Finally, mental illness is becoming a part of the greater conversation about health and wellness. Until relatively recently, those suffering from mental health concerns were ignored, given meaningless advice like “toughen up” or “get over it” and denied adequate treatment. Mental healthcare was largely unavailable, and the few existing licensed mental healthcare providers were prohibitively expensive. Today, more people are aware of the reality of mental health, and more people than ever have access to the care and support they need.
Still, because respect for mental health has been so long to develop, there remain many aspects of mental health that are misunderstood. Sometimes, even professionals aren’t able to distinguish between mental disorders — which can result in misdiagnoses. Here are the three most misdiagnosed mental illnesses, why they are so often confused, and how patients and providers alike can get treatment right the first time.
Attention-deficit/Hyperactivity Disorder (ADHD)
ADHD is most often associated with childhood — and rightfully so, as it is the most commonly diagnosed neurodevelopmental disorder amongst children. Kids as young as 4 years old can be diagnosed with ADHD, which presents as difficulty maintaining focus, resisting temptations, or following rules. According to the American Psychiatric Association, between 5 and 6 percent of American children are currently taking medication to manage ADHD.
The symptoms of ADHD are often difficult to distinguish from other neurodevelopmental disorders and mental disorders, not to mention typical childhood development. It isn’t uncommon for a child to be diagnosed with ADHD and placed on medication when the true source of their behavior is a sensory processing disorder, anxiety, or an autism spectrum disorder.
Alternatively, many children suffering from ADHD never receive the right diagnosis, perhaps because their guardians or healthcare providers were reluctant or ignorant. Unfortunately, not everyone grows out of ADHD as they mature; in fact, an estimated two-thirds of child ADHD sufferers continue to have symptoms into adulthood, but those symptoms tend to change in severity and scope.
It is important for guardians to be receptive to the idea that their child is suffering from ADHD — but it is equally important that guardians and their healthcare providers explore all possibilities before immediately jumping to medication.
Depression is one of the most well-known mental disorders, and it is remarkably common, with roughly 7 percent of adults and 3 percent of children experiencing at least one depressive episode per year — notably per typical year, not per pandemic year. Yet, many mental health experts believe that major depression is grossly over-diagnosed, with perhaps as many as 60 percent of diagnoses being incorrect.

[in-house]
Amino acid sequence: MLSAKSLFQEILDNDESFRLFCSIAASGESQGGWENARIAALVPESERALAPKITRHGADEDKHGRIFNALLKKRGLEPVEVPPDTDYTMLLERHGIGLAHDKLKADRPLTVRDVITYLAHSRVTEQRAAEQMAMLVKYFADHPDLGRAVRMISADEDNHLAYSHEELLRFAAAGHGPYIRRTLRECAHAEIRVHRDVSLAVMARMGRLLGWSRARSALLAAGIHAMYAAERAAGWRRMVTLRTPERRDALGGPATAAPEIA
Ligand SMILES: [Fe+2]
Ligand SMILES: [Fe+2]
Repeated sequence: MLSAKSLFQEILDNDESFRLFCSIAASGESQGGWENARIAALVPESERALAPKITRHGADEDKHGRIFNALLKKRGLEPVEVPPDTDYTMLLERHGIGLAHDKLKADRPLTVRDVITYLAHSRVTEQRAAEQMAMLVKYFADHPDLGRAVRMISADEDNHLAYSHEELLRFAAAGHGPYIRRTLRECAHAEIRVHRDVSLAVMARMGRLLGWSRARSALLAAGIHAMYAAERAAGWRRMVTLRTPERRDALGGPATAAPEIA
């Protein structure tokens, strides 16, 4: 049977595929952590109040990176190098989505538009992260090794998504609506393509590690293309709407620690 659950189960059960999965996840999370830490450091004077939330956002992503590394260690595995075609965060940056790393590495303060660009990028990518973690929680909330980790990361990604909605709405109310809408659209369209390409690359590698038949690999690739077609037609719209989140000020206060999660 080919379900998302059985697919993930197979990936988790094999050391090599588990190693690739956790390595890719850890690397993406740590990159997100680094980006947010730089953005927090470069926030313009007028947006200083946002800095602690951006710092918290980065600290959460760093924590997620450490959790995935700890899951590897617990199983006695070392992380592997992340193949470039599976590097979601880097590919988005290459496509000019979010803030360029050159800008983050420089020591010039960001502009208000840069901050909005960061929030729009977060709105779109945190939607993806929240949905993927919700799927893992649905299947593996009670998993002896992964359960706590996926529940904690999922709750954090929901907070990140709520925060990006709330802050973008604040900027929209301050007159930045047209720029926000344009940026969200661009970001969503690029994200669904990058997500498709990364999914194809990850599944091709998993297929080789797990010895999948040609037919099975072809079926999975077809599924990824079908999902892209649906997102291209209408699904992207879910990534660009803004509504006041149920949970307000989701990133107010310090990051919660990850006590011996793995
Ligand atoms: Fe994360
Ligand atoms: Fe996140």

Experiencing a depressive episode is not necessarily the same as enduring a chronic mood disorder. A depressive episode is essentially a period of low mood, in which a patient might experience many symptoms of major depression. The period can last sometime between hours and weeks, and episodes can cease completely with a lifestyle change or simply with time. In contrast, major depressive disorder or clinical depression rarely goes away; it is a result of chemical imbalances in the brain that require medication to rectify.
Even so, those suffering from any depressive symptoms should seek help, if only to better understand their current mental state. In some cases, online therapy in California can help those in the midst of depressive episodes recover more quickly; in other cases, qualified experts can prescribe anti-depression medication or direct patients to healthcare providers to look for physical conditions like thyroid problems or brain tumors.
Another mood disorder, bipolar disorder is remarkably difficult to define and, seemingly, even more, difficult to diagnose properly. Over the years, bipolar disorder has gone by many names, such as manic depression, bipolar affective disorder, and disruptive mood dysregulation disorder, and because diagnostic manuals continue to change how bipolar disorder should be identified, it is among the most common misdiagnosed mental disorders.
Unfortunately, bipolar disorder is perhaps the most disruptive diagnosis on this list. When left undiagnosed, bipolar disorder can result in unmanageable and dramatic changes to a person’s mood and activity level, which can radically interfere with their ability to function in everyday life. As with major depression, medications are essential components of treatment for bipolar disorder — but those medications can be incredibly destructive to those who are not suffering from bipolar disorder.
Bipolar disorder is a diagnosis that should be explored in full and treated in a variety of ways, including regular therapy. However, patients and their healthcare providers should be aware of the potential disruption of a bipolar diagnosis and search for alternatives while administering treatment.